South America Blog
About this blog
Wayne Bernhardson is the author of Moon Handbooks to Buenos Aires, Chile, Argentina, and Patagonia. Here he shares his vast knowledge of South America and its people.
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- The Uruguayan Sacraments: Tango & Mate
- Taxing the Tourist: Argentina's AFIP Aims Low
- Fortress Falklands: A Book Review
- Pope Argentinus I, The Musical: Ragtime Meets Tango
- Credit Where Credit Is Undue?
- ¿Adios Hugo?
- When "No" Is A Positive
- Chile and Its "Crazies"
- The Oscars: A Post Mortem, So to Speak
- Sacrificing the Atacama? A Chilean View of Dakar
- Chilean Oscar Faceoff? "No" v. "Kon-Tiki"
- Friday Digest: Southern Cone Nuggets
- Dancing in the Mud? The Andean Aftermath
- Floods & Mud: Summer Storms Hit the Andes
Skies of the Atacama
From the tiny Chilean fishing port of Taltal, with its dilapidated but atmospheric heritage of wooden buildings from the nitrate era, a northbound road heads into the coastal range of the Atacama desert - the shortest route north toward the city of Antofagasta and other destinations such as San Pedro de Atacama. After about 20 km the coastal road turns to gravel and then, at the fishing village of Paposo, it swerves up a steep canyon known as Quebrada del Despoblado - so called because nobody lives there and, given its stark aridity, that's not surprising.
Emerging on the high coastal range, though, the road becomes smoothly paved and, about halfway to Antofagasta, a short paved lateral climbs west to the European Space Organization's Cerro Paranal Observatory (pictured here). Visiting it requires some planning - they only offer public tours the last two weekends of each month (except December) - but it’s possible to join one of those if you happen to be driving by.
Cerro Paranal is one of the world's most sophisticated observatories, and each of the main buildings - seen at the left, they're very different from the traditional dome-style architecture - contains an eight-meter mirror lens; the four sometimes pool their efforts to increase the light and literally magnify the images they get from distant space. Visitors get to enter one of the buildings, accompanied by highly professional guides who handle both English and Spanish, and also get to visit the control room. On tracks, the traditional domes shown here hold smaller auxiliary telescopes.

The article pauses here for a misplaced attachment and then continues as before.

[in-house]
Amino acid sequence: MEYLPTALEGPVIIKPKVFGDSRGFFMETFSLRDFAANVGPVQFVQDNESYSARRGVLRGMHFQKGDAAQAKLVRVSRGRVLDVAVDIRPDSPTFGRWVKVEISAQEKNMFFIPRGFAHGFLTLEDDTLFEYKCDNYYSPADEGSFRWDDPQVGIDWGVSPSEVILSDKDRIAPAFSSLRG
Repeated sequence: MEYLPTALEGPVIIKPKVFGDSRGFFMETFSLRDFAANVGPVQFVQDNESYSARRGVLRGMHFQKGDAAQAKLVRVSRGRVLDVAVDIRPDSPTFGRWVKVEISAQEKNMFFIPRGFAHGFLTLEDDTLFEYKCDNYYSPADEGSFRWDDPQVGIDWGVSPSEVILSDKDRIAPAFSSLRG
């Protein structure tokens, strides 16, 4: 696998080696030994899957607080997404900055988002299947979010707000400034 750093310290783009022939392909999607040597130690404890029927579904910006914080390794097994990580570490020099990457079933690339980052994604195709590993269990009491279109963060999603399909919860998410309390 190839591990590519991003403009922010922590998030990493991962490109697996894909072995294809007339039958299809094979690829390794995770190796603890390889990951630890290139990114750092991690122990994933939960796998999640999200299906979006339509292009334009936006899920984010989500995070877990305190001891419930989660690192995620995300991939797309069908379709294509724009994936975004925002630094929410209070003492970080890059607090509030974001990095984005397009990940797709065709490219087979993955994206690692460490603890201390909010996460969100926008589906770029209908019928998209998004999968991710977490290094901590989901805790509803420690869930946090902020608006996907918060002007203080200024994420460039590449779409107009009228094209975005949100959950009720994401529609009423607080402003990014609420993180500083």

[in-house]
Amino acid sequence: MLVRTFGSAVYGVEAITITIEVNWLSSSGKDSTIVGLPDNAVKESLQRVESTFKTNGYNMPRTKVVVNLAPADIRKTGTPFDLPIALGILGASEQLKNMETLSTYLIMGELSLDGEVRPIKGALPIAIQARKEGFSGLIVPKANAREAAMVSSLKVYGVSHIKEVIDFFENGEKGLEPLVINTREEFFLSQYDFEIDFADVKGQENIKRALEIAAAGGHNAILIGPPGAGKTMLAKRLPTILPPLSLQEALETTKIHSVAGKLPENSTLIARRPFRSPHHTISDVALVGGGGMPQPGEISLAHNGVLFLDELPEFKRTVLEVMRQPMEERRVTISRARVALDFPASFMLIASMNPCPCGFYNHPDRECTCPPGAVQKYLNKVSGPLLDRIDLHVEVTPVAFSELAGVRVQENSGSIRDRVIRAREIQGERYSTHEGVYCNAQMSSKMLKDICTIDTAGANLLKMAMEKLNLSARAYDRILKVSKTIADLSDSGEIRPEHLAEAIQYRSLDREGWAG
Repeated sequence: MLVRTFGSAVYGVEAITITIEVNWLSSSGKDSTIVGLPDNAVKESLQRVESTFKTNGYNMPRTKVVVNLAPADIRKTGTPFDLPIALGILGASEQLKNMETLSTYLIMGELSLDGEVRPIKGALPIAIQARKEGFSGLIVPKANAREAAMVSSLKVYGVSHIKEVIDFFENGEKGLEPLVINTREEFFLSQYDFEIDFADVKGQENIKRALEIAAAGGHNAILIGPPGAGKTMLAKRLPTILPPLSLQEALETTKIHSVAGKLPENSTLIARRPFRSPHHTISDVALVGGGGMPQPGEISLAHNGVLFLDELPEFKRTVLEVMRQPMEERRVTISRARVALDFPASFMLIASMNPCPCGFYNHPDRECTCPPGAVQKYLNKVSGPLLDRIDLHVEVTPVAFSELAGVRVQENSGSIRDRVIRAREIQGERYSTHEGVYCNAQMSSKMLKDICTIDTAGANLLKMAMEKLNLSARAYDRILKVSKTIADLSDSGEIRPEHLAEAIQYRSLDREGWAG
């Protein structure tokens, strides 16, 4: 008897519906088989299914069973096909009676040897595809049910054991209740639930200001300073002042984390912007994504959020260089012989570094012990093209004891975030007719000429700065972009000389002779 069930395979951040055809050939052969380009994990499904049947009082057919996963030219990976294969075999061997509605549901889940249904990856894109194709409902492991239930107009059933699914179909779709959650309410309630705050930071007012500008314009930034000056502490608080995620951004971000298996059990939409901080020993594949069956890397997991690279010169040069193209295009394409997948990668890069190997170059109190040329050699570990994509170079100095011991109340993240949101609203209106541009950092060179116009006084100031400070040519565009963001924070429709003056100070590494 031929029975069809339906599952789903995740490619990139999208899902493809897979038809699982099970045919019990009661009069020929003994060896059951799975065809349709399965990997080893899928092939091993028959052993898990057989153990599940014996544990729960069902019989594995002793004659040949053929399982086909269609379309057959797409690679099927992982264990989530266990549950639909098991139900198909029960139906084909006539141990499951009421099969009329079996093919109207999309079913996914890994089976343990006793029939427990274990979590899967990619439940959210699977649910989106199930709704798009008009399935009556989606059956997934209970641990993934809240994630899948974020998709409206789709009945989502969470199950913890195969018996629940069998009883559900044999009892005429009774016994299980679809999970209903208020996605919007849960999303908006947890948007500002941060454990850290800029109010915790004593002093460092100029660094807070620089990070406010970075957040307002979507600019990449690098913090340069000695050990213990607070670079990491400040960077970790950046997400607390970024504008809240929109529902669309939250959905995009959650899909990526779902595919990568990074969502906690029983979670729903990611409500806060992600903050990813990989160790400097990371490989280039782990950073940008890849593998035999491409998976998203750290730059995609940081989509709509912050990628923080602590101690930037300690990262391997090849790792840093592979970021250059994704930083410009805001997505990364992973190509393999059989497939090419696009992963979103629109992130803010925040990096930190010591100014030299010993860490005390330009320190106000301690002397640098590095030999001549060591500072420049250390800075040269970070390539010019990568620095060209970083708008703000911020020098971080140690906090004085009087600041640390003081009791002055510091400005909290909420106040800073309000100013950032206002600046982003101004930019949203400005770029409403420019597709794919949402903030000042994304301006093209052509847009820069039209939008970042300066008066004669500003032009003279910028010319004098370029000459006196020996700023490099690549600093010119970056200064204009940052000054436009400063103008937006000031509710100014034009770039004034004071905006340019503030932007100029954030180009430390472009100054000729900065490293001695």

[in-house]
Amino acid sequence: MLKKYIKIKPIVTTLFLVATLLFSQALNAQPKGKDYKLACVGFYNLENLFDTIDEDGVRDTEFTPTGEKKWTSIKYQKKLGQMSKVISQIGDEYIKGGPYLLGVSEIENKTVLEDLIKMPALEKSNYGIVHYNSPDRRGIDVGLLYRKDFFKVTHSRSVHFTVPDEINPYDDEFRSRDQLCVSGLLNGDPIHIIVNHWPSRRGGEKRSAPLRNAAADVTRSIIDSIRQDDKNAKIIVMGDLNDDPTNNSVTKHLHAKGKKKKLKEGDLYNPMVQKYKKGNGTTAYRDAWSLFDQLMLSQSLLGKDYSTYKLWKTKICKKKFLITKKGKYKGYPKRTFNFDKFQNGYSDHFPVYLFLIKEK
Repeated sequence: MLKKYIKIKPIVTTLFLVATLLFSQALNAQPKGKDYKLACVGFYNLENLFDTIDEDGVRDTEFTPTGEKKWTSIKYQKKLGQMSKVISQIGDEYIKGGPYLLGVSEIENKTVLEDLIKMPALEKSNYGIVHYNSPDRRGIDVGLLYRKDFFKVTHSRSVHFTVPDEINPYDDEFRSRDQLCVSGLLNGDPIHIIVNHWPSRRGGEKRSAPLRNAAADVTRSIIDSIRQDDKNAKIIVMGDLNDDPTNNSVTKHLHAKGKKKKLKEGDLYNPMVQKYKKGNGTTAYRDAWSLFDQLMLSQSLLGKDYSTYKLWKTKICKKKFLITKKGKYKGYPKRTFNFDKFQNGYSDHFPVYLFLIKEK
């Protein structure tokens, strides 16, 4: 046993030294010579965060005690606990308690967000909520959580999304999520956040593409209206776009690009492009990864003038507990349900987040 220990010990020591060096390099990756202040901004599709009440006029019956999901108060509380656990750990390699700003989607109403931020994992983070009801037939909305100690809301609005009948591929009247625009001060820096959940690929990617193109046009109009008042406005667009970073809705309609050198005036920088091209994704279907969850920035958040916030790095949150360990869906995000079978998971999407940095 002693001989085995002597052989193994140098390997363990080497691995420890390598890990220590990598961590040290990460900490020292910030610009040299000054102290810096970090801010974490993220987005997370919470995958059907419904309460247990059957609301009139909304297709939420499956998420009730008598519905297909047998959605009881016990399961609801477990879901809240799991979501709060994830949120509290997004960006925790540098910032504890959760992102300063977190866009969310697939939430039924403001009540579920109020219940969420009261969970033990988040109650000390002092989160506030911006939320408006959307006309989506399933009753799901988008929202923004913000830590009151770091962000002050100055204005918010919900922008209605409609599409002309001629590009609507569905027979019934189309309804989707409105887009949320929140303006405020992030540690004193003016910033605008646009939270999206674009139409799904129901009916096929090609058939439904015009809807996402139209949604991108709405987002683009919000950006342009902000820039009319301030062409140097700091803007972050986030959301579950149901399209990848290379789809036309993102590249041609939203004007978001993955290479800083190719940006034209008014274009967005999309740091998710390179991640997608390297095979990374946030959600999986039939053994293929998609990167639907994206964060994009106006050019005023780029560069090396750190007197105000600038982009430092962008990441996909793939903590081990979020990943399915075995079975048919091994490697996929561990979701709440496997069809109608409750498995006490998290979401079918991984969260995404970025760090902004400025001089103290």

The highlight for many visitors, though, is the so-called "Perla de las Dunas," the astronomers' hotel that ostensibly went up in flames in the last James Bond saga, Quantum of Solace. Visitors, though, do not see the corridors where 007 and his companion fought off the bad guys, but rather the central dome garden - which looks unreal compared to the desert outside, where not a blade of grass grows.
Cerro Paranal was not the only Atacama desert location used in Quantum of Solace. The now-crumbling adobes of Cobija, about 130 km north of Antofagasta, were Bolivia’s “outlet to the sea” before being lost to Chile in the Guerra del Pacífico (War of the Pacific, 1879-1883) and were used to set the scene for Bond villain Dominic Greene’s theft of South American water supplies. At the village of Baquedano, 90 km northwest of Antofagasta, the vintage train station served for the film’s closing scenes.